Democrats on the Homeland Security Committee have repeatedly bashed their Republican colleagues for their efforts to impeach Mayorkas and have released a report calling the GOP effort “a sham.”
Meanwhile the White House issued a statement calling the resolution to impeach Mayorkas “an unprecedented and unconstitutional act of political retribution that would do nothing to solve the challenges our Nation faces in securing the border.”
Instead of formally launching an impeachment inquiry with a House floor vote, the GOP effort to impeach Mayorkas has been unilaterally run through the Homeland Security Committee as opposed to the House Judiciary Committee, where impeachment articles typically originate, though it is not constitutionally required.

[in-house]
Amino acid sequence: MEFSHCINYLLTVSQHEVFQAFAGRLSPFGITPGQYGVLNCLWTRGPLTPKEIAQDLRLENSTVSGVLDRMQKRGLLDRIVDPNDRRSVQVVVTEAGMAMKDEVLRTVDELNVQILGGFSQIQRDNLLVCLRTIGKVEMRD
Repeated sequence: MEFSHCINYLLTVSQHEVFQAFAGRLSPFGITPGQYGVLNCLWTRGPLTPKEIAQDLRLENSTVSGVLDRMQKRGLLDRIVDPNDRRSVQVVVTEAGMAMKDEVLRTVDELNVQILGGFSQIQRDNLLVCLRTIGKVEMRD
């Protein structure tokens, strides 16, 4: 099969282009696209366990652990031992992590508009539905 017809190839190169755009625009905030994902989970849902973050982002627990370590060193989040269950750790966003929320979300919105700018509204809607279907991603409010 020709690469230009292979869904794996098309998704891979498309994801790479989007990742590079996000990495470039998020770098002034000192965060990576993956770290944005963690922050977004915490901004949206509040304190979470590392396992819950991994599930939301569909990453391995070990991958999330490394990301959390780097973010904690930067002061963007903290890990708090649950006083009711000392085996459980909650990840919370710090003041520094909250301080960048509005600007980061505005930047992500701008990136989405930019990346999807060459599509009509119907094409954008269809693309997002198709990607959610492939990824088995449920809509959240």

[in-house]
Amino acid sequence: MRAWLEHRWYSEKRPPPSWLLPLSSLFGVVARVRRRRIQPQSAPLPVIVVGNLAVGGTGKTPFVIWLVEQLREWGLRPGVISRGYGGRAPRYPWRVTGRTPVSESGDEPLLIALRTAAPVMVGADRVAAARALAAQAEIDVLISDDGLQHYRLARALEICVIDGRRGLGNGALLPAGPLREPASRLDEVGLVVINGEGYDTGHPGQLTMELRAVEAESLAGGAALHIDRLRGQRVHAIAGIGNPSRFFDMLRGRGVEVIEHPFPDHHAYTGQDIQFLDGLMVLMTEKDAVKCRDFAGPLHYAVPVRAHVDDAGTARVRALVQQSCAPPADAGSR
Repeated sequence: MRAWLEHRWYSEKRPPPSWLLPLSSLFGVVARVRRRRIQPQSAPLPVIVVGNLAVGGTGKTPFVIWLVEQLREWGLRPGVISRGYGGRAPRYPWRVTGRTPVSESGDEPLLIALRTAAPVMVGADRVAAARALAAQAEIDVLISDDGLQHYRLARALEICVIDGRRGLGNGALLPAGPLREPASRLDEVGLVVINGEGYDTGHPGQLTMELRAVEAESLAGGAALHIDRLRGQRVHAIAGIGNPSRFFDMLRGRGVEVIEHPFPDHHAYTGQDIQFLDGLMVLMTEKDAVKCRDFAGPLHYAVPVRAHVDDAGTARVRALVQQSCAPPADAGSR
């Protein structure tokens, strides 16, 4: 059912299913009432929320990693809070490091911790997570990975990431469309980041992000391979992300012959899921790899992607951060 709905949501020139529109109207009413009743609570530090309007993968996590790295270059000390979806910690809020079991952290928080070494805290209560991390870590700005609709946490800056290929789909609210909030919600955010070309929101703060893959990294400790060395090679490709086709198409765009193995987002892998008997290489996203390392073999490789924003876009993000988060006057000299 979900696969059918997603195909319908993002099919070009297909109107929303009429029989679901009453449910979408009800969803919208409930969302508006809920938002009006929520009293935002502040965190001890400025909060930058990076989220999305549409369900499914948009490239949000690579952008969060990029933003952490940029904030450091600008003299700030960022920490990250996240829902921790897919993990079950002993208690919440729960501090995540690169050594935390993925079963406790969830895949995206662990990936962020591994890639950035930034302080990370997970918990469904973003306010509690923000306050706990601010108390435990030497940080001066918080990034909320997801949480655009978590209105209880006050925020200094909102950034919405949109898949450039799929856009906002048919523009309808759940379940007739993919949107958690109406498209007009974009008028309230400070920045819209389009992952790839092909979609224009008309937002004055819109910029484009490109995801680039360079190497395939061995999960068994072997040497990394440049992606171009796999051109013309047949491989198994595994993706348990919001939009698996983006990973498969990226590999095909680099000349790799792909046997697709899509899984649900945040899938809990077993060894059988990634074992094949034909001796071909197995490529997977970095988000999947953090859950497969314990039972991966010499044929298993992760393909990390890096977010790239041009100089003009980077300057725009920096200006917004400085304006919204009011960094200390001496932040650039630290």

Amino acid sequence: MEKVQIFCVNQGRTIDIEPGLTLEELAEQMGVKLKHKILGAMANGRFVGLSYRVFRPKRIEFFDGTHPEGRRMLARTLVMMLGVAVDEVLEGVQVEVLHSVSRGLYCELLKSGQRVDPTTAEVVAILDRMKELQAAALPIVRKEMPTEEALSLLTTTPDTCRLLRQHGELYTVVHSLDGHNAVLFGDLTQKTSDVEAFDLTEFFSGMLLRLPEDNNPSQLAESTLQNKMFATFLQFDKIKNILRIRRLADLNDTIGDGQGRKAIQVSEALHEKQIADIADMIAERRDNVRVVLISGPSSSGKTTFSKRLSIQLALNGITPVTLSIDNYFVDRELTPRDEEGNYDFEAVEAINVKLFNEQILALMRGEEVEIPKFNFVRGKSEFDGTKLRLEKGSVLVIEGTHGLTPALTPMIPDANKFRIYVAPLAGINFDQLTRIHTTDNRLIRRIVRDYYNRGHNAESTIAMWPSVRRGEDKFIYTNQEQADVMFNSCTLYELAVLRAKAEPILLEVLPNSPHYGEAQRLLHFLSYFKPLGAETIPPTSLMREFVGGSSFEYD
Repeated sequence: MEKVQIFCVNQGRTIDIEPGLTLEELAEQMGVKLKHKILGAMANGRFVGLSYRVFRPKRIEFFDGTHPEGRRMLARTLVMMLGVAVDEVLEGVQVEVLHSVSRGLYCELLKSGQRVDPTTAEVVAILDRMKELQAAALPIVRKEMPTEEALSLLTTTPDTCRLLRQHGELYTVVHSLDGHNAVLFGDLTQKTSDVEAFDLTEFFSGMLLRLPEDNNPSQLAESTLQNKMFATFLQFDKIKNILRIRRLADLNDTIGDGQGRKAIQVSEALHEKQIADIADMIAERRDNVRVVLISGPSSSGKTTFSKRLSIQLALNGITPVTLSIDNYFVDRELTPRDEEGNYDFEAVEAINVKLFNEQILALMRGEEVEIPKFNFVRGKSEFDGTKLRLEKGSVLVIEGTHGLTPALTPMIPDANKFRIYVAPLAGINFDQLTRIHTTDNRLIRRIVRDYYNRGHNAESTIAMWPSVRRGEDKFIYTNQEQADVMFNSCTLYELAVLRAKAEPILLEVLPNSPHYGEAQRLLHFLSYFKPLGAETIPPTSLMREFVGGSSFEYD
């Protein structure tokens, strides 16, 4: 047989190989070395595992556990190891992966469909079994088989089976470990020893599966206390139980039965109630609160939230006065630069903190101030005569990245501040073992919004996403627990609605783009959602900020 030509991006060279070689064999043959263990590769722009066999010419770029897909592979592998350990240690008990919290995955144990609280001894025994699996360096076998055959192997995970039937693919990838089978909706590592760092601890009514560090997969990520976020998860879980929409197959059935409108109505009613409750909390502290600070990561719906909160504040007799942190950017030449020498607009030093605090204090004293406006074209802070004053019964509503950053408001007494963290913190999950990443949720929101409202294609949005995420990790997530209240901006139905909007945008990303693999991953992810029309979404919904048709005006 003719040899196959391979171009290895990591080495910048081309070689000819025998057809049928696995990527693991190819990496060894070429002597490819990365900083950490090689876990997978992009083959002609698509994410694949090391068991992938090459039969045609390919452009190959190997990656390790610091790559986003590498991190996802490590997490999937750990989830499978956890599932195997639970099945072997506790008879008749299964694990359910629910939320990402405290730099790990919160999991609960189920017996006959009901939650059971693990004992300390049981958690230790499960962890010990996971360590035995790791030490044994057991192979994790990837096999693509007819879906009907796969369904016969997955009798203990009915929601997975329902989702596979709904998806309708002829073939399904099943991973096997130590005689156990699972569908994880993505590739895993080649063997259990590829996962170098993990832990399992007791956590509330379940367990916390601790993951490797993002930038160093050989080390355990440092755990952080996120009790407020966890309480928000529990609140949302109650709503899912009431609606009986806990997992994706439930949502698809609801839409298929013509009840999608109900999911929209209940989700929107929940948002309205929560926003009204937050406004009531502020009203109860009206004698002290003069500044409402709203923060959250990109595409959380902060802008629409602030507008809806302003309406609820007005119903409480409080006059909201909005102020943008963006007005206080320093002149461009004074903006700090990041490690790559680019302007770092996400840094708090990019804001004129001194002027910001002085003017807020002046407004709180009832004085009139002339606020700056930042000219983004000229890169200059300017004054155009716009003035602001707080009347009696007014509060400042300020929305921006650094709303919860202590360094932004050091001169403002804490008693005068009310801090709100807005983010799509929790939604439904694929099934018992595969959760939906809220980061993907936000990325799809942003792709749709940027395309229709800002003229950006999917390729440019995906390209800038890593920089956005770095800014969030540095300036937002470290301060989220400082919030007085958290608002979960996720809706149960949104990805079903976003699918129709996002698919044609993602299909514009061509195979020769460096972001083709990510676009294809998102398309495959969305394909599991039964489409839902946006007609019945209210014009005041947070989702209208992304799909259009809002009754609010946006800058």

In the investigative phase, Homeland Security Committee Republicans held 10 hearings, published five interim reports and conducted 11 transcribed interviews with current and former Border Patrol agents. But since launching the inquiry, the GOP-led panel has held only two hearings and has decided to move forward with impeachment articles without giving the secretary an opportunity to testify.
Republicans invited Mayorkas to testify at an impeachment hearing on January 18. But the DHS secretary said he was hosting Mexican Cabinet members to discuss border enforcement, and he asked to work with the committee on scheduling a different date, according to a letter obtained by CNN.
This story and headline have been updated with additional developments.
CNN’s Lauren Fox, Melanie Zanona and Priscilla Alvarez contributed to this report.